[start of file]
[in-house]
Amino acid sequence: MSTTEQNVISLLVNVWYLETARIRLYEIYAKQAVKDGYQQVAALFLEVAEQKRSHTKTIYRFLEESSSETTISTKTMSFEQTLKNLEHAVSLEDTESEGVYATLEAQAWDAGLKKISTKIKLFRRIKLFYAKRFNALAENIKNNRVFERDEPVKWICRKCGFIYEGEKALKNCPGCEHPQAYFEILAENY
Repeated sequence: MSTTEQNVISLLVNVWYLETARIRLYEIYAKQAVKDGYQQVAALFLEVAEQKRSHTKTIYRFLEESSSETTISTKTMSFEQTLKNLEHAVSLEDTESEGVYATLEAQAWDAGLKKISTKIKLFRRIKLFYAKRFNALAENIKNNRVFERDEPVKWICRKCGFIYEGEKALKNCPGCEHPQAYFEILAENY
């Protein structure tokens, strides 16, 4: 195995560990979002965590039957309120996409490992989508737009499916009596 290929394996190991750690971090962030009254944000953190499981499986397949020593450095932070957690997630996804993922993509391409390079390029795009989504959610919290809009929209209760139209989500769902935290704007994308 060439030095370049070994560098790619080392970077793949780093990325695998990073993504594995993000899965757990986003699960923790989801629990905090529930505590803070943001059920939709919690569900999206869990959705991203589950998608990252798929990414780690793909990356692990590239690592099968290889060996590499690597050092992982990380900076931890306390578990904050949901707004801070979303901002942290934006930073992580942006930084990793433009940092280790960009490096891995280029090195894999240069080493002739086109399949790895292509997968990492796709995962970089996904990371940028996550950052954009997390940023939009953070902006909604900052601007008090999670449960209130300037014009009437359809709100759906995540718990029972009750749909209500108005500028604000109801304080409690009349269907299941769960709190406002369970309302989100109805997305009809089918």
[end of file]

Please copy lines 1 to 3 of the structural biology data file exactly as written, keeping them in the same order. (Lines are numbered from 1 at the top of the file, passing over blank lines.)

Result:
[in-house]
Amino acid sequence: MSTTEQNVISLLVNVWYLETARIRLYEIYAKQAVKDGYQQVAALFLEVAEQKRSHTKTIYRFLEESSSETTISTKTMSFEQTLKNLEHAVSLEDTESEGVYATLEAQAWDAGLKKISTKIKLFRRIKLFYAKRFNALAENIKNNRVFERDEPVKWICRKCGFIYEGEKALKNCPGCEHPQAYFEILAENY
Repeated sequence: MSTTEQNVISLLVNVWYLETARIRLYEIYAKQAVKDGYQQVAALFLEVAEQKRSHTKTIYRFLEESSSETTISTKTMSFEQTLKNLEHAVSLEDTESEGVYATLEAQAWDAGLKKISTKIKLFRRIKLFYAKRFNALAENIKNNRVFERDEPVKWICRKCGFIYEGEKALKNCPGCEHPQAYFEILAENY